Here what you are really comparing are the two adjacent strong side volumes. You can quickly spot the pattern and tell that Bid typically starts as the weak side when the price moves up, and starts as the strong side when the price moves down, and vice versa for the ask. The highlighted in bold rows denote when a real strong side price breaks. The other price level changes are just flips between adjacent strong sides breaking the opposite weak side over and over. if you look to the last strong side price level you will see that the bid strong side is starting out with 30% to 40% more than than the ask strong side and ultimately wins the price level. I am not making the claim that this is always the case or even a solid bet, I am just explaining the data and how you could derive a bet.

So in order to get what I have and also have your level 2 resting volume sequenced properly you will need to pull in these additional variables to the ones I already have listed.

Bid Resting 1 level out
Ask Resting 1 level out

And you might want to also pull in the volumes at 2 ticks out and maybe 3 ticks out. After that, I don't think the data will be of much use.

So for every row, you will need to ignore the actual price, and just have a variable called Bid Resting 1 level out (as an example) and capture the level 2 data that is in position 1 on the ladder for example. Once you have this data structure built, then you can look ahead and test your bet like this:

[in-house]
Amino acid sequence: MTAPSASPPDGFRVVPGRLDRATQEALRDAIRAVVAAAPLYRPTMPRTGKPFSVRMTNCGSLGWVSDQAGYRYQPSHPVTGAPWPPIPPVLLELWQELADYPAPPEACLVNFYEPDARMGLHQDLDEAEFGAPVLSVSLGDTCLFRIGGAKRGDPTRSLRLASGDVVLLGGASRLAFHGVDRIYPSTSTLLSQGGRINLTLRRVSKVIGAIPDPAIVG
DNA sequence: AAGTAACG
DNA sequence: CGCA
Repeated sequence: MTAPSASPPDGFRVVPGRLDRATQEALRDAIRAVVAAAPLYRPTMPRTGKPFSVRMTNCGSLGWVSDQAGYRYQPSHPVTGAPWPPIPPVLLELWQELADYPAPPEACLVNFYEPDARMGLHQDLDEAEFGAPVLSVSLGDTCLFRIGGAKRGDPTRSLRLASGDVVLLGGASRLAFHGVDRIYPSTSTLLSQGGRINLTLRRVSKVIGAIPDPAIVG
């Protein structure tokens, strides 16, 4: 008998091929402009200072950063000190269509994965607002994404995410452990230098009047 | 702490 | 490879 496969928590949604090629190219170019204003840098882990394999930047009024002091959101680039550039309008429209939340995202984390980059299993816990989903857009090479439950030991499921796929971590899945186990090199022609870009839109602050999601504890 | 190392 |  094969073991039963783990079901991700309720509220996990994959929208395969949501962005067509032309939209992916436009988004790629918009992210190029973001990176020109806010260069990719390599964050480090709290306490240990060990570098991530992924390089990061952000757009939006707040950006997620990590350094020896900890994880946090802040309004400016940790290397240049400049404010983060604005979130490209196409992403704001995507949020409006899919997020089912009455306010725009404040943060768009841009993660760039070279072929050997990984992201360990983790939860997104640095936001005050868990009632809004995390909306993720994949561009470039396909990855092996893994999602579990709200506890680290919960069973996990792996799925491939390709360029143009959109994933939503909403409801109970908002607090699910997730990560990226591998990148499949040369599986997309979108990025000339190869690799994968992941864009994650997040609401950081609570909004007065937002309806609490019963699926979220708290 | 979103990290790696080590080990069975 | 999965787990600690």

If (Condition on current row) Volume of Ask vs. Volume of Bid 1 level out, or adjacent strong side volumes, etc has a ratio of X then bet Y.

To Test if you are correct in your bet, you just do a look forward formula in excel checking the next strong side price level to break a few rows down the spreadsheet... If you are right give yourself a +1, if you are wrong give yourself a -1.

That's it.

I am enclosing a sample level 2 book in NinjaTrader you can start playing with to get you familiar with the OnMarketDepth feed as well.

Hope this example helps get you started!

Ian

In the analytical world there is no such thing as art, there is only the science you know and the science you don't know. Characterizing the science you don't know as "art" is a fools game.
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Fernand0
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@iantg

Thanks a lot Ian. I will try to start testing different data structures according to several theories, doing it backwards, like you said.
Your post is really good, it makes you think, it opens your mind to new scenarios.

I think it's a lot of work... some statistics knowledge could help :P
I will see what i can do!

Thanks for your time and patience.

The force be with you.

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 mesuteryilmaz 
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iantg View Post
In terms of what you need data structure wise.... You need to start by defining your bet, and then work backwards to define the variables you need to solve for. Right or wrong, most people will gravitate to a type of bet that looks like this image. I'll explain....